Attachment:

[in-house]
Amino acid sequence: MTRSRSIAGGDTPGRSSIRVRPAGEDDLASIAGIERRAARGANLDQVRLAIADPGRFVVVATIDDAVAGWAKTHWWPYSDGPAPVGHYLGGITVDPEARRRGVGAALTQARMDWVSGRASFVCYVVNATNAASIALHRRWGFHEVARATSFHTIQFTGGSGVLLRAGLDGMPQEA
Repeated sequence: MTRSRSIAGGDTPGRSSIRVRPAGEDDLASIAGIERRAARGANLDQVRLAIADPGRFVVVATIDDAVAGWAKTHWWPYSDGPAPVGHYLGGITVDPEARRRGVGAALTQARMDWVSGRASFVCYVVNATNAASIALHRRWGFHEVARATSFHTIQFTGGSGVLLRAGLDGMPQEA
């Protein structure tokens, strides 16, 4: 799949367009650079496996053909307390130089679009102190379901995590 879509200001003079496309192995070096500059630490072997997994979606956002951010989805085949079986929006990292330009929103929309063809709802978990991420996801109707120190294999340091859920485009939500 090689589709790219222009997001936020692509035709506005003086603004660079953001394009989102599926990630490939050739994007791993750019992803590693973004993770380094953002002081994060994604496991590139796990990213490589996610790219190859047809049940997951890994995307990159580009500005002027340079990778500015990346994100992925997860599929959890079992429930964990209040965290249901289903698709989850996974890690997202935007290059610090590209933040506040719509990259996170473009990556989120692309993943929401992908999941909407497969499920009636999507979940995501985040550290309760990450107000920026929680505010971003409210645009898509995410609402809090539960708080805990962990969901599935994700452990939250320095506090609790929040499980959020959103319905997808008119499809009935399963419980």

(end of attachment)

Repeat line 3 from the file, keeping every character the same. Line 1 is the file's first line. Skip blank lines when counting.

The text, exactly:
Repeated sequence: MTRSRSIAGGDTPGRSSIRVRPAGEDDLASIAGIERRAARGANLDQVRLAIADPGRFVVVATIDDAVAGWAKTHWWPYSDGPAPVGHYLGGITVDPEARRRGVGAALTQARMDWVSGRASFVCYVVNATNAASIALHRRWGFHEVARATSFHTIQFTGGSGVLLRAGLDGMPQEA